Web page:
Bossano’s refusal on Brussels angered UK and Spain, secret papers reveal
The anger and irritation of the British and Spanish governments at Joe Bossano's refusal to take part in the Brussels process while Chief Minister is conveyed in previously confidential Cabinet minutes released last Friday.
The Cabinet papers, released to The National Archives in London, cover Margaret Thatcher’s final two years in Downing Street before her dramatic resignation in November 1990.
At a meeting in March 1990, the Minister of State at the Foreign Commonwealth Office, William Waldegrave, told Cabinet colleagues that while he was in Madrid “…the Spanish Government had been angered by the continued refusal of the Chief Minister of Gibraltar, Mr Joe Bossano, to attend meetings in the Brussels process.”
Although the meeting with Spanish officials had gone “as well as could be expected”, Mr Waldegrave added that “…the Spanish Government clearly continued to find the overall attitude of the Gibraltar Government irritating, as did the British Government.”
Mr Bossano, who was elected Chief Minister in 1988, had made clear his opposition to any discussions over the future of Gibraltar between Spain and the United Kingdom.
However, despite a difference in opinion over the Brussels process, Mr Bossano had been praised by the Cabinet for his “helpful and sensible” reaction to the British Government’s decision to reduce the presence of the garrison in Gibraltar.
At a full Cabinet meeting in February 1989 the Foreign Secretary Geoffrey Howe – whose resignation the following year would prove so damaging to Mrs Thatcher – told colleagues that Britain intended to withdraw an infantry battalion from the Rock over a two year period.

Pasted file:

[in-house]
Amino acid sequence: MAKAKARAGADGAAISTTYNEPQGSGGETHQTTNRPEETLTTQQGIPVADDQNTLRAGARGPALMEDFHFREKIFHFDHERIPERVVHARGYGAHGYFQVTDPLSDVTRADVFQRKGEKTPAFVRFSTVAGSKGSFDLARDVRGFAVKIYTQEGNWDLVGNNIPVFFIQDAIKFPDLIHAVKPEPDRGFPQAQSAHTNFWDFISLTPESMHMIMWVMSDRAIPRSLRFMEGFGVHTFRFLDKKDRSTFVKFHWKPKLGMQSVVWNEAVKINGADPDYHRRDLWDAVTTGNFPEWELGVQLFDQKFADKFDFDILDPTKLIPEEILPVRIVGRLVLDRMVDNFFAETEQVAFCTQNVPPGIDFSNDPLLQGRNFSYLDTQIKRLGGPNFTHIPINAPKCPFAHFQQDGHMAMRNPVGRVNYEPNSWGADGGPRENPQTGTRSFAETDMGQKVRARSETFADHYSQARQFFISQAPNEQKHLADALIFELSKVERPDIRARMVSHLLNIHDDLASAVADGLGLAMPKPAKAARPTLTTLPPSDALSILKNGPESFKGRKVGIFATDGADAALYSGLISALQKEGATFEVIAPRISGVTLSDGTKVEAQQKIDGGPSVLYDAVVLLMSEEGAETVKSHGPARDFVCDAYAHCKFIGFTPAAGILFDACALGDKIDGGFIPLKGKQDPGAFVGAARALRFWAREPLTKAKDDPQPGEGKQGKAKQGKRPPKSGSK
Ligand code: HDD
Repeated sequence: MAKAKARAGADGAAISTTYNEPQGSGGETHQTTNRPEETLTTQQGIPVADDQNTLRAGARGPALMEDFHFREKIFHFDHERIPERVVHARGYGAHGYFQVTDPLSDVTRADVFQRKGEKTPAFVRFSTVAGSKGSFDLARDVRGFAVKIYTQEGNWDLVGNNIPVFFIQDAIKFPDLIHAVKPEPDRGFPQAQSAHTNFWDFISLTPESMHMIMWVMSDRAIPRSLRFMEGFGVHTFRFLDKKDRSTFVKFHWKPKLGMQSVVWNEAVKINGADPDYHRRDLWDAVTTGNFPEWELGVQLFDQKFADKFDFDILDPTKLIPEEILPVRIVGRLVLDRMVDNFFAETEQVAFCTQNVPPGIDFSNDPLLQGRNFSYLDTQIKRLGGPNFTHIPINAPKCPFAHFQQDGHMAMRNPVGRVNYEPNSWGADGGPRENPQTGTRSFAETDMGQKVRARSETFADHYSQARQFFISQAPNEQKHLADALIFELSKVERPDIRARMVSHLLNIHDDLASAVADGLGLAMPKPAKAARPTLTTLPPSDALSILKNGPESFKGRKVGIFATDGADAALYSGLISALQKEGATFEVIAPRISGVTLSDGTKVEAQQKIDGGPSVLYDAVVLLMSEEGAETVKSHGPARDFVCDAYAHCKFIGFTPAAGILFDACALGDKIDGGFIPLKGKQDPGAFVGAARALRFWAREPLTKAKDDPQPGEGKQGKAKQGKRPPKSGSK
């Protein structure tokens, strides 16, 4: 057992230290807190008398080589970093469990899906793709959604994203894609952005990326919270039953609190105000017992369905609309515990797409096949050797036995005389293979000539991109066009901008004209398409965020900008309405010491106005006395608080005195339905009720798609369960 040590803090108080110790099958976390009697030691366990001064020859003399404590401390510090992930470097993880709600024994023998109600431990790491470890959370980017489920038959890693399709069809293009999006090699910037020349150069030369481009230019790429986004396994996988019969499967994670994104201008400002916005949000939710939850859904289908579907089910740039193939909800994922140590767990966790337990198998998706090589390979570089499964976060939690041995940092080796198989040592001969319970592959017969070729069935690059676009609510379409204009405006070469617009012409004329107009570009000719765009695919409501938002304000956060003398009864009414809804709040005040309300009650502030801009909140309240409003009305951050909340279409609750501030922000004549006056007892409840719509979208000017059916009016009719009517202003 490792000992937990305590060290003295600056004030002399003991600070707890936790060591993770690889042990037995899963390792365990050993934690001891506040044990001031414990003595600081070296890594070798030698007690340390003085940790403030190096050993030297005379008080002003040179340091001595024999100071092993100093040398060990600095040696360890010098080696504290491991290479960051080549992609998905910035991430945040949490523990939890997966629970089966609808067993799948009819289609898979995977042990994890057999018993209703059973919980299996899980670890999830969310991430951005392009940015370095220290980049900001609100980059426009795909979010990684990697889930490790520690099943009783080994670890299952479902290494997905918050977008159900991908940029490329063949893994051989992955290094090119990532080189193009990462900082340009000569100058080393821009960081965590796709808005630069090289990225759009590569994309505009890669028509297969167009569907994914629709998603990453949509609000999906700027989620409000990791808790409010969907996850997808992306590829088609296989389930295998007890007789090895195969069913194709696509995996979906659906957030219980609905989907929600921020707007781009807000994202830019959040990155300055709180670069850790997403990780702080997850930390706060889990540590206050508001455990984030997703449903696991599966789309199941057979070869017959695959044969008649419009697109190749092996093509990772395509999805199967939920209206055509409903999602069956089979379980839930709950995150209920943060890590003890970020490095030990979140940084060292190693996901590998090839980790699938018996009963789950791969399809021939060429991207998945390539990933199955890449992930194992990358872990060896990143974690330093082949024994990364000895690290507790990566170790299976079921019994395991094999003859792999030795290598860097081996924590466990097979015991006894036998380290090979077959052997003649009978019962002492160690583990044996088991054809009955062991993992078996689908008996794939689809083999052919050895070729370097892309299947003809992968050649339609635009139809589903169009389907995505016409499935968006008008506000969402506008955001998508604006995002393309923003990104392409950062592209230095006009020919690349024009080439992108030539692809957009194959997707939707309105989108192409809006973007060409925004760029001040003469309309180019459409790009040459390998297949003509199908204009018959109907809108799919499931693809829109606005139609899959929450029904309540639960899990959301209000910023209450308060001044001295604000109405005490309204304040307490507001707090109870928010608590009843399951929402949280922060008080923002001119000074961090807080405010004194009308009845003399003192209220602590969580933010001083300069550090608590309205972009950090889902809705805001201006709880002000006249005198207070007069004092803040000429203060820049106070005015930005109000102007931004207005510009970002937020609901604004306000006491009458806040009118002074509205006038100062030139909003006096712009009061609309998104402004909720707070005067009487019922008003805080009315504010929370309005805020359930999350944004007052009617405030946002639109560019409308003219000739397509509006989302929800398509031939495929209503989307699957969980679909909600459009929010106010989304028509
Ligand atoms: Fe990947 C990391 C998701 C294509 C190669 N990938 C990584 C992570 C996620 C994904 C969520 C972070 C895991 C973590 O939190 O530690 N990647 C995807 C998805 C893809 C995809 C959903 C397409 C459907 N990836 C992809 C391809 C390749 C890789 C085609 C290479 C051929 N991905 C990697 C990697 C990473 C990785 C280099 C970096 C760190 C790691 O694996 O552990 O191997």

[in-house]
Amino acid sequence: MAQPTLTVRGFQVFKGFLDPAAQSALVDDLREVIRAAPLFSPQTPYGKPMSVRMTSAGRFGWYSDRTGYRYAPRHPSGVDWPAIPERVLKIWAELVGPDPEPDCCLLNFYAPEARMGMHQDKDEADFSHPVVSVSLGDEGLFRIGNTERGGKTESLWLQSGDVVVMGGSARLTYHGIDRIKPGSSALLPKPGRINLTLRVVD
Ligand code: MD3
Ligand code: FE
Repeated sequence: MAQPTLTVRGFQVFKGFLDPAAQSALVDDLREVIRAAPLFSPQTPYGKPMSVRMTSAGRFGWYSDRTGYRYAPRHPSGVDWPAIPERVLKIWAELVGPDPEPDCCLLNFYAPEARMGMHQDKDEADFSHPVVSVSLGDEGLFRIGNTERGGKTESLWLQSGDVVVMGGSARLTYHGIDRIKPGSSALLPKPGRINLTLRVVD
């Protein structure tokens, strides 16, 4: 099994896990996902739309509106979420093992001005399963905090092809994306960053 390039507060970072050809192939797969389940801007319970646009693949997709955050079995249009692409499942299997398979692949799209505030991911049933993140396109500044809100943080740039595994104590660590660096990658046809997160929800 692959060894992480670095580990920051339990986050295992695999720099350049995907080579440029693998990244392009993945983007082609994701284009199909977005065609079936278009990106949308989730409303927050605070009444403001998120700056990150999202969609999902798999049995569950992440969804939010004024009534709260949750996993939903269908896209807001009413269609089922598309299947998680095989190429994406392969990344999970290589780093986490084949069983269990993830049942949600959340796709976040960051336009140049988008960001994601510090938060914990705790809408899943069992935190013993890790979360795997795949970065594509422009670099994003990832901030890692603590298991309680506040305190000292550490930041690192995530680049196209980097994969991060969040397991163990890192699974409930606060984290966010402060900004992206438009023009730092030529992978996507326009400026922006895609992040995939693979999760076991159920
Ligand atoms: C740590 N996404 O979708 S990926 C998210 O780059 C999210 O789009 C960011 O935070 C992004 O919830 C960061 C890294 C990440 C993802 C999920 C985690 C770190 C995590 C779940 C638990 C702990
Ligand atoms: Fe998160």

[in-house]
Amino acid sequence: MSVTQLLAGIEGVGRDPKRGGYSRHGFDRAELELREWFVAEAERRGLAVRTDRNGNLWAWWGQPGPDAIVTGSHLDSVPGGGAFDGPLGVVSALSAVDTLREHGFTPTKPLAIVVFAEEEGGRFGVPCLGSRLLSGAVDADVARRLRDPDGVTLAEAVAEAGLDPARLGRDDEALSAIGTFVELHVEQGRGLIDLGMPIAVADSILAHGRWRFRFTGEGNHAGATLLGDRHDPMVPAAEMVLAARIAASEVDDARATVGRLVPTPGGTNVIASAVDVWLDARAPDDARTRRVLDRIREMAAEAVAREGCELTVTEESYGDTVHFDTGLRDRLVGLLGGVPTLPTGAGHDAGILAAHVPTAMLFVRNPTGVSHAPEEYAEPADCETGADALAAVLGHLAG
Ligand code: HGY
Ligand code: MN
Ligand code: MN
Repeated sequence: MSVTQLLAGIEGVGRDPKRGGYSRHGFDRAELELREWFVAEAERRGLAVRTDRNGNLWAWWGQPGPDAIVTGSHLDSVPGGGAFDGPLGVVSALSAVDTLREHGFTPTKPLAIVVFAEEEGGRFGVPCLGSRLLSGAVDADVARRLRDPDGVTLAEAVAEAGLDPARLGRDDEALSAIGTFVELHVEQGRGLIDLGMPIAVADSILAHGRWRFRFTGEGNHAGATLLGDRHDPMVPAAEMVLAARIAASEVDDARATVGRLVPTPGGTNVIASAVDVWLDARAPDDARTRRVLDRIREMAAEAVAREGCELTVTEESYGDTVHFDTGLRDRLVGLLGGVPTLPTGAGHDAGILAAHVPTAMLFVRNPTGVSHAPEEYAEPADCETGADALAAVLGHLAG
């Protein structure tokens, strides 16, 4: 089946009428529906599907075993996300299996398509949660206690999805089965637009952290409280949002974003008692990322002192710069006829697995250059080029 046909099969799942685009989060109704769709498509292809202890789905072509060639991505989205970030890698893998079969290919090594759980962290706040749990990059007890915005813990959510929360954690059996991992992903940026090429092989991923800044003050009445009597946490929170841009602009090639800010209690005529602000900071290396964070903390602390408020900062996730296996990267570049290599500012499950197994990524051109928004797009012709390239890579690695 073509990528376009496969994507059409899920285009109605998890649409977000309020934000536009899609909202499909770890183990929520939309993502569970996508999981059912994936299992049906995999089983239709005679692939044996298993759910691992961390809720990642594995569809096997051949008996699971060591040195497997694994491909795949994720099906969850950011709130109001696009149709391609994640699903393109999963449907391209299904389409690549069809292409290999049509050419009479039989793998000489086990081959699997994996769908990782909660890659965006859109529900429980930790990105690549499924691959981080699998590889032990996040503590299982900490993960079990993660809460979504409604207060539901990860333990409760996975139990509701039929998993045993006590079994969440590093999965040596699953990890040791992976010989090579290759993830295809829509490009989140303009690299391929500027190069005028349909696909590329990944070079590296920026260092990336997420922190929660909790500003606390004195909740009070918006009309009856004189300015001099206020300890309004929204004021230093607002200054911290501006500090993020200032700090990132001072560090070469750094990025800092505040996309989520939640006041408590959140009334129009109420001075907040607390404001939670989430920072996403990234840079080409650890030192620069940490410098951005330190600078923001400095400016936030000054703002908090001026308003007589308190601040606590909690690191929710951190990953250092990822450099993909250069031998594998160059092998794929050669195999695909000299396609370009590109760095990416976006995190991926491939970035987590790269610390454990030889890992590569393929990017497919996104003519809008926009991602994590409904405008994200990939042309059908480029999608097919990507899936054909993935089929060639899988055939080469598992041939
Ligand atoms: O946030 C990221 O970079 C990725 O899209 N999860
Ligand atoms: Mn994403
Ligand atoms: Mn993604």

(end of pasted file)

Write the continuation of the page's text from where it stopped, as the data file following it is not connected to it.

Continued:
“Mr Joseph Bossano, who had been given advance notice of the decision, had made some helpful and sensible remarks,” said Mr Howe.
“Opinion in Gibraltar had been reassured when it was understood that the decision also entailed the release to Gibraltar of a considerable amount of land, mostly without charge.”
“The importance of this could be seen against the background that up to now the Ministry of Defence had occupied about 50 per cent of the available land in Gibraltar, while contributing some 15 to 20 per cent of Gibraltar’s gross national product.”
Mr Howe pointed to the strength of Gibraltar’s economy, adding: “Mr Bossano was energetically pursuing ambitious plans for economic development.”
The papers also show that the British Government maintained a firm line on sovereignty during its discussions with Spain.
“The Spanish side had raised sovereignty in a ritual fashion and [the Foreign and Commonwealth Secretary] had made it clear again that sovereignty could not change against the wishes of the Gibraltarians,” the Cabinet minutes note.
Other papers released last week reveal Mrs Thatcher reacted angrily to the suggestion of a meeting between the Foreign Secretary Geoffrey Howe, and his Argentine counterpart, Dr Dante Caputo, in autumn of 1988.
Six years after the end of the Falklands War, and with emotions still raw, Mrs Thatcher made her feelings known in scribbled comments in the margin: “I utterly recoil from this; and so I think would the relatives of all those who lost their lives in the Falklands. Argentina has not announced a cessation of hostilities.”
However, pressure from the United States eventually led to a meeting between Sir Crispin Tickell, the UK’s ambassador to the United Nations and Dr Caputo later that year.